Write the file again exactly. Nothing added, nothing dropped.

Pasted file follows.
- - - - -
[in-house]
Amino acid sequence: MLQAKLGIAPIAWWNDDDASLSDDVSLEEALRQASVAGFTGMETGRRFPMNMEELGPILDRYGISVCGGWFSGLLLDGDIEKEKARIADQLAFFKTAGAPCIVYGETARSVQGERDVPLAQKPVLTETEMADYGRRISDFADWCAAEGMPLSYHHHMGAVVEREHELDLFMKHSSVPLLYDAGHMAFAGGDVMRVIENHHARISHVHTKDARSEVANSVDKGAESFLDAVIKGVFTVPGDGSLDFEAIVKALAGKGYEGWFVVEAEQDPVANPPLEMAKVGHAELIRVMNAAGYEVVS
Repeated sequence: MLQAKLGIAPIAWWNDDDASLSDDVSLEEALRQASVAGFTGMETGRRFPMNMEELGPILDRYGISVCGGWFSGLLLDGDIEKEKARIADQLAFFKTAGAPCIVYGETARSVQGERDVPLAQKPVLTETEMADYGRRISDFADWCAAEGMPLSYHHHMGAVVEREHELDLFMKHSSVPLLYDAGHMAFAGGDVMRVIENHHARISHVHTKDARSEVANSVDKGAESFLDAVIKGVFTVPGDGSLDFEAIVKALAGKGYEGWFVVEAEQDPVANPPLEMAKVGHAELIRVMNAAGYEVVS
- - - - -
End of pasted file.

[in-house]
Amino acid sequence: MLQAKLGIAPIAWWNDDDASLSDDVSLEEALRQASVAGFTGMETGRRFPMNMEELGPILDRYGISVCGGWFSGLLLDGDIEKEKARIADQLAFFKTAGAPCIVYGETARSVQGERDVPLAQKPVLTETEMADYGRRISDFADWCAAEGMPLSYHHHMGAVVEREHELDLFMKHSSVPLLYDAGHMAFAGGDVMRVIENHHARISHVHTKDARSEVANSVDKGAESFLDAVIKGVFTVPGDGSLDFEAIVKALAGKGYEGWFVVEAEQDPVANPPLEMAKVGHAELIRVMNAAGYEVVS
Repeated sequence: MLQAKLGIAPIAWWNDDDASLSDDVSLEEALRQASVAGFTGMETGRRFPMNMEELGPILDRYGISVCGGWFSGLLLDGDIEKEKARIADQLAFFKTAGAPCIVYGETARSVQGERDVPLAQKPVLTETEMADYGRRISDFADWCAAEGMPLSYHHHMGAVVEREHELDLFMKHSSVPLLYDAGHMAFAGGDVMRVIENHHARISHVHTKDARSEVANSVDKGAESFLDAVIKGVFTVPGDGSLDFEAIVKALAGKGYEGWFVVEAEQDPVANPPLEMAKVGHAELIRVMNAAGYEVVS